INGALLS et al.
Judgment reversed with directions.
Evans, Hull, Kitchel & Jenckes, Jos. S. Jenckes, Jr., of Phoenix, attorneys for appellants.
Emmett R. Feighner, of Phoenix, attorney for appellee.
Udall, Justice. La Prade, C. J., and Stanford, Phelps and De Concini, JJ., concur.
[70 Ariz. 42] The questions raised by this appeal are directed to the correctness of the trial court's rulings on matters of pleading, i. e., the striking of parts of defendants' answers and cross complaints, which rulings are entwined with the primary problem of the correctness of granting plaintiff's motion for summary judgment against both defendants.
This action was instituted by Earl W. Neidlinger, as plaintiff (appellee) against A. G. Ingalls and E. A. Moore, defendants (appellants). Since the institution of this appeal, E. A. Moore has died and upon stipulation and by order of court Clara E. Moore, the administratrix of his estate, has been substituted as party appellant. While the defendants in the lower court appeared by the same counsel, they answered separately. However, their pleadings throughout are so nearly identical that we shall, in the interest of brevity, treat them as being the same. The purpose of the suit was to recover the sum of $ 3259, with interest and attorney's fees, alleged to be due under the terms of a certain written contract entered into between the parties on February 6, 1947.
The contract provided for the sale and assignment from plaintiff to defendants of 96 shares of the capital stock of Fabricantes Madereros Della Rocca, S. A., a corporation, (hereinafter referred to as the Mexican Lumber Company) and the payment therefor by the buyers to the seller of the sum of $ 6,059.00 in installments of $ 700.00 per month, commencing May 1, 1947. Paragraph "3" of the contract reads as follows: "3. That the party of the first part (appellee) hereby agrees that he will not institute any legal proceedings and that he will not instigate any other person, either directly or indirectly, to file any action of a legal nature against either or both parties of the second part (appellants), particularly as to any action in regard to the International Life Insurance Company. The party of the first part further agrees that in the event he violates the aforesaid provision by instituting such proceedings or instigating others to institute such proceedings following the date hereof, then the parties of the second part shall be relieved of their obligations to complete the payment of such balance as may then be owing, and in such event the parties of the second part shall return to the party of the first part that portion of the stock which is unpaid for at such time. Said stock so to be returned shall be valued on the same basis as purchased."
The defendants by their original answer admitted execution of the contract, but alleged that the same was obtained under the duress of threatened criminal prosecution. This defense was stricken upon plaintiff's [70 Ariz. 43] motion. Counter-claims were also filed to recover back the $ 1400.00 that each defendant had paid under said contract, defendants alleging that said payments were obtained by duress, intimidation and undue influence as a result of plaintiff's threats to have criminal proceedings instituted against said defendants. Plaintiff's motions to strike (or to dismiss) the counter-claims were granted by the lower court. An amended answer was then filed which alleged in effect that the contract sued upon was void as against public policy and good morals because it involved an agreement not to prosecute a crime. A motion to strike this defense was also granted. The defendant Ingalls also filed a motion to dismiss the plaintiff's complaint on the ground that it failed to state a claim upon which relief could be granted. This motion was denied.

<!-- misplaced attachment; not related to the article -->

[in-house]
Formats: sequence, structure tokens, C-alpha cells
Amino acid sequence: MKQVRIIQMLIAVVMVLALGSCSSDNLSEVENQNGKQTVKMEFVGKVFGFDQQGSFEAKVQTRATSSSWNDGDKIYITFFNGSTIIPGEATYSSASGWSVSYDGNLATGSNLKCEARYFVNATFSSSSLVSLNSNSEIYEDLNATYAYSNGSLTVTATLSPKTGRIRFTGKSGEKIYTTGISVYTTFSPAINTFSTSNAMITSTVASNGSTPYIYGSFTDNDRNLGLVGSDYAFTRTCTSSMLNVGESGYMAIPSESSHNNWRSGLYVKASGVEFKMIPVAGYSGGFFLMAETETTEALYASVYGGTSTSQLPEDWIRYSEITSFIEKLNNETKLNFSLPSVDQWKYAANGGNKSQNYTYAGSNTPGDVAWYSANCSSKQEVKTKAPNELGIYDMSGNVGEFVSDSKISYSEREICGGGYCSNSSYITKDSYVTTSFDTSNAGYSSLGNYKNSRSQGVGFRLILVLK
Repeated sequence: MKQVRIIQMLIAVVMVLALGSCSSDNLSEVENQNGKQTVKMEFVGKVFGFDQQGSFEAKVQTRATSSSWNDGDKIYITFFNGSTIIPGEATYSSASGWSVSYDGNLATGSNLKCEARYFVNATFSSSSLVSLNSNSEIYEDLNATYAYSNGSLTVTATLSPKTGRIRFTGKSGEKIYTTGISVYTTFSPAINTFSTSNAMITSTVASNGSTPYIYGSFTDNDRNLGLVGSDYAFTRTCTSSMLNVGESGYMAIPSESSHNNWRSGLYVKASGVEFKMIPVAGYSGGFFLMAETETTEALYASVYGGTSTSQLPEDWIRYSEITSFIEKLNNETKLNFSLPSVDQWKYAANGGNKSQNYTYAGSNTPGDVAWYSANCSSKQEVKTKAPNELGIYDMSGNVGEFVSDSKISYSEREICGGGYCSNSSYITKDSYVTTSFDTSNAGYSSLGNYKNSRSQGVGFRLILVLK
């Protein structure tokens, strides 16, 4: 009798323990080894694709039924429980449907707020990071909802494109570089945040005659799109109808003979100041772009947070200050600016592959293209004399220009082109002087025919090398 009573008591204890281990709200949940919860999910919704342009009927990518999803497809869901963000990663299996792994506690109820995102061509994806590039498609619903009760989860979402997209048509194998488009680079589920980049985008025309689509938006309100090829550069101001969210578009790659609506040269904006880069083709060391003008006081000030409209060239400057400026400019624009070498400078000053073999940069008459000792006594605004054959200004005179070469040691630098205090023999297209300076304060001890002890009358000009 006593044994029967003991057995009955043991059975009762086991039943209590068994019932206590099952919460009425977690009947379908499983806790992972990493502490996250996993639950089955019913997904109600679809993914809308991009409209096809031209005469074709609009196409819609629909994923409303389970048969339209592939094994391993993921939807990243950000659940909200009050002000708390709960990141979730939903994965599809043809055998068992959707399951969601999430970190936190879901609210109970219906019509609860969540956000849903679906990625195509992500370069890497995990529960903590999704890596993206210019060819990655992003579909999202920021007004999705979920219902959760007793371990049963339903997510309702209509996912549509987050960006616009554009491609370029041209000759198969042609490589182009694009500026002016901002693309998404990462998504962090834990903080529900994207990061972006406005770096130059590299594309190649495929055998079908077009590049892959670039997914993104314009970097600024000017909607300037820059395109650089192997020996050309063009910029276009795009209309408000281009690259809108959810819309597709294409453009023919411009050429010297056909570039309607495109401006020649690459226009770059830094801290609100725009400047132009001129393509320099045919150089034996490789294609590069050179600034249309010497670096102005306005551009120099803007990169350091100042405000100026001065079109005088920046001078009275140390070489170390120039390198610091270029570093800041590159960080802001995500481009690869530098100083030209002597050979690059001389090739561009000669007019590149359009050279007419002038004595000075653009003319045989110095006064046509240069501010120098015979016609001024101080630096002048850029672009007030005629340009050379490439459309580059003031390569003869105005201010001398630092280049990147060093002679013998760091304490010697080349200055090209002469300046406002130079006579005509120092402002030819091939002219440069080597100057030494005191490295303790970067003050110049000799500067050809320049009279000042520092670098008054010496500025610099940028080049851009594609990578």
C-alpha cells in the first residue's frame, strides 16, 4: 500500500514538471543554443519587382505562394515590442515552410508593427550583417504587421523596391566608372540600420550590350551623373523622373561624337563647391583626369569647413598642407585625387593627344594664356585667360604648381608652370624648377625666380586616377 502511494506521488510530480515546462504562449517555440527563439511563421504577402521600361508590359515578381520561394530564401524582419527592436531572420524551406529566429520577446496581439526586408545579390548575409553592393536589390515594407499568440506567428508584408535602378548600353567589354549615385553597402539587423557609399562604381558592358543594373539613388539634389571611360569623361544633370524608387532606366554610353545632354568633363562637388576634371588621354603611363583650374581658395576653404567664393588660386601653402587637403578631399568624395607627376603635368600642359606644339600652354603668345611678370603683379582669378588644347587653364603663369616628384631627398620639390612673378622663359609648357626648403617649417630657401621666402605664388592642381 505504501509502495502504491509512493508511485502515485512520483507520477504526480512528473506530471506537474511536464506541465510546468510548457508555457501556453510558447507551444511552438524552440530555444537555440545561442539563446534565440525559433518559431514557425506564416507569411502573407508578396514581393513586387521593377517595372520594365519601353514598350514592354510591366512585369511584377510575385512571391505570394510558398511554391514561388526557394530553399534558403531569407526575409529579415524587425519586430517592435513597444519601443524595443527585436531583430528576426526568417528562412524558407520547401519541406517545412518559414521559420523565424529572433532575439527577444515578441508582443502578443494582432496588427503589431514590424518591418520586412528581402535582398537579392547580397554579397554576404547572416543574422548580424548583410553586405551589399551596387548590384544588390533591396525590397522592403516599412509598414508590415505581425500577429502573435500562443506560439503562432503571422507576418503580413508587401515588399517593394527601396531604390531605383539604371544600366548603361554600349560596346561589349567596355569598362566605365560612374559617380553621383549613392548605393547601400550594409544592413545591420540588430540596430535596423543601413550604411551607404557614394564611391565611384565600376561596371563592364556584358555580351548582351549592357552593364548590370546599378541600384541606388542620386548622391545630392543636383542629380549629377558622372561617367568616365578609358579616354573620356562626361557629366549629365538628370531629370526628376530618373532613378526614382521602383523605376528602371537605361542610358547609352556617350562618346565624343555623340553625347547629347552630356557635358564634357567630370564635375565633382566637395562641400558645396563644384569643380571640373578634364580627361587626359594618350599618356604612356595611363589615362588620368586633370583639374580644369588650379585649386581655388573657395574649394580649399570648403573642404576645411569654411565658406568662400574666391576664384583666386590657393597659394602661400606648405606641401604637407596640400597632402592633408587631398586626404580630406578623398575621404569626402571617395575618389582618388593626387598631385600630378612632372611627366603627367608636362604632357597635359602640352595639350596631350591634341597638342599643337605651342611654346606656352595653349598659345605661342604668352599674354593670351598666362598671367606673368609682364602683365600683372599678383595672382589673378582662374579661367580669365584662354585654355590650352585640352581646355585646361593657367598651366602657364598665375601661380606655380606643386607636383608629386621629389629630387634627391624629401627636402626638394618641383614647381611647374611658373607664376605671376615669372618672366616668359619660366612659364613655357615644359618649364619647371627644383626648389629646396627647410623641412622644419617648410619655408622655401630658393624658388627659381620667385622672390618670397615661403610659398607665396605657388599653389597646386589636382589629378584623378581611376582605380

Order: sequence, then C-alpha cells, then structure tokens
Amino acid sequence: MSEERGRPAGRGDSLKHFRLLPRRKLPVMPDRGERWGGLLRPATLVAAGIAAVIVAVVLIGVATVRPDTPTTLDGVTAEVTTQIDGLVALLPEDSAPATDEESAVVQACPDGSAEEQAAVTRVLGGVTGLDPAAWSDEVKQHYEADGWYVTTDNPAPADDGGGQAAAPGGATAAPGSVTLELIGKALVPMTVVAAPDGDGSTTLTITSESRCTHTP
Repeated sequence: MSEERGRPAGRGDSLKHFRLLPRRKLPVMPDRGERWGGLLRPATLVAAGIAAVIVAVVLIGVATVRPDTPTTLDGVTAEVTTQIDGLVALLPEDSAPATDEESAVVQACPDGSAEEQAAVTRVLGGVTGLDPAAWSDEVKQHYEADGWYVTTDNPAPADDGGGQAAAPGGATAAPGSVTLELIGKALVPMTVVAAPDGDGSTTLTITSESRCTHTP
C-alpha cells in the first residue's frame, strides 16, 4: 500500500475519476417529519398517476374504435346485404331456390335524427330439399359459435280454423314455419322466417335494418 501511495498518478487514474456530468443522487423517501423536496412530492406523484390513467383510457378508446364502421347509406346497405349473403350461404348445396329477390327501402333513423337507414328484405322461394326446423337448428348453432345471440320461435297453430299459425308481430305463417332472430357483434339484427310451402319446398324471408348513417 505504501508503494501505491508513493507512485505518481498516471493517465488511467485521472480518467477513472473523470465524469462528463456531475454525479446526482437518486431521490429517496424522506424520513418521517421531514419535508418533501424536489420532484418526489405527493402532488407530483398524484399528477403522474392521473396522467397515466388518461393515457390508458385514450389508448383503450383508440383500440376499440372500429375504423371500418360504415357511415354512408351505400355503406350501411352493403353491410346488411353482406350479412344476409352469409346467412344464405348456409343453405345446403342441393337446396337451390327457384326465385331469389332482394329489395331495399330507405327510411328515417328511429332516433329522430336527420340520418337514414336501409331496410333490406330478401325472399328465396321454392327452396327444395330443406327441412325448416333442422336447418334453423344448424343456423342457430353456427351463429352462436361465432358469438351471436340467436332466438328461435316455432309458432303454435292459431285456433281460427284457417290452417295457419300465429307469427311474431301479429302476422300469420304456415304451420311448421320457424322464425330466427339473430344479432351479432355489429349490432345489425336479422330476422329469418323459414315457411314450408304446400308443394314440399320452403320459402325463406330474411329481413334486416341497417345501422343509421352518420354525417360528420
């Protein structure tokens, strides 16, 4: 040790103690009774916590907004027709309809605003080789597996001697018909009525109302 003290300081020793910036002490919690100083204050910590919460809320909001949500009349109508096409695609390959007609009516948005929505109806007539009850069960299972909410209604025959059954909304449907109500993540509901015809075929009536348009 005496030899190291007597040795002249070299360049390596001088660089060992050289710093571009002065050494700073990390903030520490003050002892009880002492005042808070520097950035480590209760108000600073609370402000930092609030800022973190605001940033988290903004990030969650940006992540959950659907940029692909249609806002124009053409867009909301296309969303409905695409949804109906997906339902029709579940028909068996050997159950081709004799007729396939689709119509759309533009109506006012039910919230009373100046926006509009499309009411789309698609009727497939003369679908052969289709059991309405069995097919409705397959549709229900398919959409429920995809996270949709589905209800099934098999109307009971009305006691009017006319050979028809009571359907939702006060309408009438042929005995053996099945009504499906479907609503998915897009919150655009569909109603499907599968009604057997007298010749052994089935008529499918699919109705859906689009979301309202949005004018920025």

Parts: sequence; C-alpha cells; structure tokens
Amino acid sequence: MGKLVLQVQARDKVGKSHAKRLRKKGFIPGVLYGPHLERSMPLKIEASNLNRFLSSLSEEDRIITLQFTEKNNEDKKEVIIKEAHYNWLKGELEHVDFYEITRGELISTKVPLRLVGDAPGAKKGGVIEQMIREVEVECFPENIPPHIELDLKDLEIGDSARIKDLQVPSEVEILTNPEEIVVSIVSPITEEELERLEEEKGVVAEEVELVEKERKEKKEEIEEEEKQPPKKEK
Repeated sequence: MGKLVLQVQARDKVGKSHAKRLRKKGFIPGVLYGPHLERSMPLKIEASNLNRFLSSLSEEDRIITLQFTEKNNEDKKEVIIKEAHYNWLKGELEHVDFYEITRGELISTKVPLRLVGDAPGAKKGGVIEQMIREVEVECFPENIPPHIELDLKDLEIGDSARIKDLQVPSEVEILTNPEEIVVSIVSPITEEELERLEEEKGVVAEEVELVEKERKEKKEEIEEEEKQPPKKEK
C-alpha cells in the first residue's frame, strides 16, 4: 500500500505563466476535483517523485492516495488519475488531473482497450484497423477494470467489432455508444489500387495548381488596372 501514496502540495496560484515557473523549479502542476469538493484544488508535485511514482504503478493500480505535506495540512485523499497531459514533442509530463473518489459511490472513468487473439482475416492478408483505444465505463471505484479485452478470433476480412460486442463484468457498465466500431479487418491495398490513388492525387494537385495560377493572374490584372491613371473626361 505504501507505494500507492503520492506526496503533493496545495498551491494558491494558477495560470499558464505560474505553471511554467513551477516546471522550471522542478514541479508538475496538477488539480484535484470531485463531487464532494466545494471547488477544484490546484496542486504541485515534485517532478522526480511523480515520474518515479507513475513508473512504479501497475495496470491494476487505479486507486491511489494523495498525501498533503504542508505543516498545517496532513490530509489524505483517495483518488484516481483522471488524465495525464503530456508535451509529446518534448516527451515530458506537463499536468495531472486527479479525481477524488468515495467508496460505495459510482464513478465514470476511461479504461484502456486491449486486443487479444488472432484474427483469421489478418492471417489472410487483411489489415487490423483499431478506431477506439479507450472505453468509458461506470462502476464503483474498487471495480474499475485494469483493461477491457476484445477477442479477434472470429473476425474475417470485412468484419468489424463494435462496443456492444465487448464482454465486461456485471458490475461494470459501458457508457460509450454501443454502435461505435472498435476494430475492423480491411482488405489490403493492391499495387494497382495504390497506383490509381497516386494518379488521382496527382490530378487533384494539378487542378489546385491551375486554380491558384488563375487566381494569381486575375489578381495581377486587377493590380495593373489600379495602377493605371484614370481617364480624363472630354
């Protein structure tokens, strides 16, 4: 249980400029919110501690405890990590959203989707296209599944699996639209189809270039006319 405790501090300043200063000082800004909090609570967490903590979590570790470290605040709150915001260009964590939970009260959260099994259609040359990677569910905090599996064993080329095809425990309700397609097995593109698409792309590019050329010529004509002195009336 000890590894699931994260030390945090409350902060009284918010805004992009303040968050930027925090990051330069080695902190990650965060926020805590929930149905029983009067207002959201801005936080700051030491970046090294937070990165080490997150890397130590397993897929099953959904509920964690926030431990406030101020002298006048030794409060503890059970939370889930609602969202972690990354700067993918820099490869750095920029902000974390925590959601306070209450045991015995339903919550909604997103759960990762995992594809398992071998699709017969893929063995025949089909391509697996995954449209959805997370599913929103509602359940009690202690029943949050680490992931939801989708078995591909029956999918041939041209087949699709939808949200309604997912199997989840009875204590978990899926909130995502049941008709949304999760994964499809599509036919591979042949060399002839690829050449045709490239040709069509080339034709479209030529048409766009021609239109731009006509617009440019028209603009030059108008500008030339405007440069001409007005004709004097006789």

Plaintiff then filed motions for summary judgment against both defendants for the relief demanded in his complaint, (except with respect to the amount of attorney's fees) and in support of such motions, filed affidavits of himself and four other parties. These affidavits are generally to the effect
that the parties to this suit were officers and members of the board of directors of International Life Insurance Company of Phoenix; that this company was in financial difficulties due to depleted surplus and reserves; that numerous conferences were held between plaintiff, defendants and others to try and find a way out of their difficulties; that the parties were in disagreement as to the manner in which the affairs of the International Life Insurance Co. had been managed as well as to the wisdom of reinsuring the business of said company with a Texas Company; that there was also differences between them with respect to defendants' activities and affairs in the Mexican Lumber Company in which stock had been sold by defendants to plaintiff. Finally the affidavits recite that to settle their differences the contract of February 6, 1947, was entered into. It is specifically stated in these affidavits that at no time did plaintiff threaten to institute criminal proceedings against defendants or accuse them ...